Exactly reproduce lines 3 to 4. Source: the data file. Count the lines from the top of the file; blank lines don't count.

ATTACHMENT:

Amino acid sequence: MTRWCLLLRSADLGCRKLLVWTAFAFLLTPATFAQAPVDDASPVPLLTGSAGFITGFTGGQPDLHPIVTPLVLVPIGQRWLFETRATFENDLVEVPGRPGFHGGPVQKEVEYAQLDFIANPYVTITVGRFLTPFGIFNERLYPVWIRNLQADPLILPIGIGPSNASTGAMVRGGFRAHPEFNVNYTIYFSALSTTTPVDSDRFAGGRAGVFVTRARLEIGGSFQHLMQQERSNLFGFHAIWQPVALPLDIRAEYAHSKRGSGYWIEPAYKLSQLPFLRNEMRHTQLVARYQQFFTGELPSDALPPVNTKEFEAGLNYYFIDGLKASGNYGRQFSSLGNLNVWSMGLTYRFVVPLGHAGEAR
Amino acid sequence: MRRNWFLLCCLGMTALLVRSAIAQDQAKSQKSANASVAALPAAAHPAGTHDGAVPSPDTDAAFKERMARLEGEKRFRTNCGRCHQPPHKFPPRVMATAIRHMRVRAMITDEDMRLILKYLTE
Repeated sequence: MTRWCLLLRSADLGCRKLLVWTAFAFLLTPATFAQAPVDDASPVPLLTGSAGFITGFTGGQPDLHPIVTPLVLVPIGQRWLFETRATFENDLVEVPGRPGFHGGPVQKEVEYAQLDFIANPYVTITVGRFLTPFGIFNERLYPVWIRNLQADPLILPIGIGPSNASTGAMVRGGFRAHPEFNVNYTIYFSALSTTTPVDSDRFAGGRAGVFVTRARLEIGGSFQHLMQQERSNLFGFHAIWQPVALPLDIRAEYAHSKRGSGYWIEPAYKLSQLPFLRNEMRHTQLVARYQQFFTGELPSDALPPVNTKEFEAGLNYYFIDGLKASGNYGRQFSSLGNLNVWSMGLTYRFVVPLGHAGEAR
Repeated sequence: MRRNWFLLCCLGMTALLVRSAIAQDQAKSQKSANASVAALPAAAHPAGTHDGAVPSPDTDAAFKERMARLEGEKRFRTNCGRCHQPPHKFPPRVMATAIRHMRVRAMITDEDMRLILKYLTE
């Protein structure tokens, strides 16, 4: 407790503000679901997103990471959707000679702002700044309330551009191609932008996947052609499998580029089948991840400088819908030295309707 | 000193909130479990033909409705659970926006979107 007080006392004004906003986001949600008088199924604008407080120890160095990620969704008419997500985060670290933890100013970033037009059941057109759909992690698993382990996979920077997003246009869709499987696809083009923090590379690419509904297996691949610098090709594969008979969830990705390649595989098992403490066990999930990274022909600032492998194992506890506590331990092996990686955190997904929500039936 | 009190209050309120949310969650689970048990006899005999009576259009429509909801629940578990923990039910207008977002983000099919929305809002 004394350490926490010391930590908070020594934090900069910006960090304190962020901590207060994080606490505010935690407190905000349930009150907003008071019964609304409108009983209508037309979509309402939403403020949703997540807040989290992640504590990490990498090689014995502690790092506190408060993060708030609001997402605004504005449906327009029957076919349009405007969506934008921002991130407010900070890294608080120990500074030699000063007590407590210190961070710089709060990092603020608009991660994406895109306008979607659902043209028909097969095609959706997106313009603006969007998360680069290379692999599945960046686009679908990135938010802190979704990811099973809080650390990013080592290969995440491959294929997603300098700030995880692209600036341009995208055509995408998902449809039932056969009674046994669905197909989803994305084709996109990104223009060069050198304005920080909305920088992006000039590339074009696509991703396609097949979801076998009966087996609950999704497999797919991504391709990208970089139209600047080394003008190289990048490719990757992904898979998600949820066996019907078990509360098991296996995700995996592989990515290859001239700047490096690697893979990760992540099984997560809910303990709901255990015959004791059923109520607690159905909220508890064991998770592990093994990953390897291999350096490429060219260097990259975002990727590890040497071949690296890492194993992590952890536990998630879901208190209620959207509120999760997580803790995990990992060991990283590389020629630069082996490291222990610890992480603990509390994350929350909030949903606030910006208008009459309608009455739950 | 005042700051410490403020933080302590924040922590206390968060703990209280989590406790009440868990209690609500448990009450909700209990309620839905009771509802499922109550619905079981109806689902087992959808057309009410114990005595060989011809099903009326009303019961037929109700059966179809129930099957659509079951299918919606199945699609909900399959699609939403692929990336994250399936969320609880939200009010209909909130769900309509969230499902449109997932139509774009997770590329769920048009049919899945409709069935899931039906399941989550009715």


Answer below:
Repeated sequence: MTRWCLLLRSADLGCRKLLVWTAFAFLLTPATFAQAPVDDASPVPLLTGSAGFITGFTGGQPDLHPIVTPLVLVPIGQRWLFETRATFENDLVEVPGRPGFHGGPVQKEVEYAQLDFIANPYVTITVGRFLTPFGIFNERLYPVWIRNLQADPLILPIGIGPSNASTGAMVRGGFRAHPEFNVNYTIYFSALSTTTPVDSDRFAGGRAGVFVTRARLEIGGSFQHLMQQERSNLFGFHAIWQPVALPLDIRAEYAHSKRGSGYWIEPAYKLSQLPFLRNEMRHTQLVARYQQFFTGELPSDALPPVNTKEFEAGLNYYFIDGLKASGNYGRQFSSLGNLNVWSMGLTYRFVVPLGHAGEAR
Repeated sequence: MRRNWFLLCCLGMTALLVRSAIAQDQAKSQKSANASVAALPAAAHPAGTHDGAVPSPDTDAAFKERMARLEGEKRFRTNCGRCHQPPHKFPPRVMATAIRHMRVRAMITDEDMRLILKYLTE